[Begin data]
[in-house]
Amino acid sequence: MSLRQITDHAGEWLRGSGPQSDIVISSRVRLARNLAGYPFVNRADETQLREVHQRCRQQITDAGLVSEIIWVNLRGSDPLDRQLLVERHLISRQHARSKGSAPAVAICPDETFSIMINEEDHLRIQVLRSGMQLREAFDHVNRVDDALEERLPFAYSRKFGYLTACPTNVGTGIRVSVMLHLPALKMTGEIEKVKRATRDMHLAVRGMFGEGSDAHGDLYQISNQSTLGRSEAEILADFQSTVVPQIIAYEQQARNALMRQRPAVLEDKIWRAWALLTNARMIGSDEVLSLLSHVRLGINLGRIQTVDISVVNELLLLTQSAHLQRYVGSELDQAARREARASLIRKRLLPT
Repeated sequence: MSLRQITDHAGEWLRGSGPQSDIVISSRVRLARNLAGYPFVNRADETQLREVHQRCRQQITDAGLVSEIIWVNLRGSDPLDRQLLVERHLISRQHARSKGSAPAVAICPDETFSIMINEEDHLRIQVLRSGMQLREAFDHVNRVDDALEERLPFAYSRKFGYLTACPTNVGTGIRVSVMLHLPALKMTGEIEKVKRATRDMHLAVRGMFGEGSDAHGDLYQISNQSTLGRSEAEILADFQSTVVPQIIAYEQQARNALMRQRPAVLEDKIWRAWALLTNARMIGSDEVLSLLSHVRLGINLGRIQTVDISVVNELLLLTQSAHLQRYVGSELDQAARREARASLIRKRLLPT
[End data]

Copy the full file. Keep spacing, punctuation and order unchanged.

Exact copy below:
[in-house]
Amino acid sequence: MSLRQITDHAGEWLRGSGPQSDIVISSRVRLARNLAGYPFVNRADETQLREVHQRCRQQITDAGLVSEIIWVNLRGSDPLDRQLLVERHLISRQHARSKGSAPAVAICPDETFSIMINEEDHLRIQVLRSGMQLREAFDHVNRVDDALEERLPFAYSRKFGYLTACPTNVGTGIRVSVMLHLPALKMTGEIEKVKRATRDMHLAVRGMFGEGSDAHGDLYQISNQSTLGRSEAEILADFQSTVVPQIIAYEQQARNALMRQRPAVLEDKIWRAWALLTNARMIGSDEVLSLLSHVRLGINLGRIQTVDISVVNELLLLTQSAHLQRYVGSELDQAARREARASLIRKRLLPT
Repeated sequence: MSLRQITDHAGEWLRGSGPQSDIVISSRVRLARNLAGYPFVNRADETQLREVHQRCRQQITDAGLVSEIIWVNLRGSDPLDRQLLVERHLISRQHARSKGSAPAVAICPDETFSIMINEEDHLRIQVLRSGMQLREAFDHVNRVDDALEERLPFAYSRKFGYLTACPTNVGTGIRVSVMLHLPALKMTGEIEKVKRATRDMHLAVRGMFGEGSDAHGDLYQISNQSTLGRSEAEILADFQSTVVPQIIAYEQQARNALMRQRPAVLEDKIWRAWALLTNARMIGSDEVLSLLSHVRLGINLGRIQTVDISVVNELLLLTQSAHLQRYVGSELDQAARREARASLIRKRLLPT